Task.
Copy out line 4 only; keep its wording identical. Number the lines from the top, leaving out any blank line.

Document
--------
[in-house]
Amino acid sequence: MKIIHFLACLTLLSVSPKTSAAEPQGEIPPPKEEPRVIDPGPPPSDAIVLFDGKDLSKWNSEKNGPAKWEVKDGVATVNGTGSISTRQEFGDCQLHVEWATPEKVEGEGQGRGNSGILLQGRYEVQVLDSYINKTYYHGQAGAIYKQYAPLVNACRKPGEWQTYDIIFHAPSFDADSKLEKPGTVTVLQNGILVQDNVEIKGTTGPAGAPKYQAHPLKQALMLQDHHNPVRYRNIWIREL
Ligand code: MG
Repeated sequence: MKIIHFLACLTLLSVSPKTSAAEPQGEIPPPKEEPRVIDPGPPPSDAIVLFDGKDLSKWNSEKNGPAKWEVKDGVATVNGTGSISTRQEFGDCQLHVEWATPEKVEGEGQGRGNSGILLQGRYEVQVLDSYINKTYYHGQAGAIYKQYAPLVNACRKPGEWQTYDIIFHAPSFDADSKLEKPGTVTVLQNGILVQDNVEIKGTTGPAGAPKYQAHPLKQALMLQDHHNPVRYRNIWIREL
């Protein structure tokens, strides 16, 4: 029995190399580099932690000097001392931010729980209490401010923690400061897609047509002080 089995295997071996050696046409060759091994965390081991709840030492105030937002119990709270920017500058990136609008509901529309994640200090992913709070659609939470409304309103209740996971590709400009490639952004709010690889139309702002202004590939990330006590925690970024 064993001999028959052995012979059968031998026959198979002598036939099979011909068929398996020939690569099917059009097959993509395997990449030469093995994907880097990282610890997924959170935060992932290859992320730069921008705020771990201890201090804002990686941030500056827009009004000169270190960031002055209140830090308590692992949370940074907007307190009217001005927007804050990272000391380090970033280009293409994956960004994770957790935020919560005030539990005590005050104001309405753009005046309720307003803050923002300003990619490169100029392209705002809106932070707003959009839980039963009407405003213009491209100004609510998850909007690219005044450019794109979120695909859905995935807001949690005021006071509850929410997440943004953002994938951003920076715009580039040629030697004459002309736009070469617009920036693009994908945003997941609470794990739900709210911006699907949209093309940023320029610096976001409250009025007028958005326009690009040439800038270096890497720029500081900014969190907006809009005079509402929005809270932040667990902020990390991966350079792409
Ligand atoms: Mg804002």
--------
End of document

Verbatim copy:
Repeated sequence: MKIIHFLACLTLLSVSPKTSAAEPQGEIPPPKEEPRVIDPGPPPSDAIVLFDGKDLSKWNSEKNGPAKWEVKDGVATVNGTGSISTRQEFGDCQLHVEWATPEKVEGEGQGRGNSGILLQGRYEVQVLDSYINKTYYHGQAGAIYKQYAPLVNACRKPGEWQTYDIIFHAPSFDADSKLEKPGTVTVLQNGILVQDNVEIKGTTGPAGAPKYQAHPLKQALMLQDHHNPVRYRNIWIREL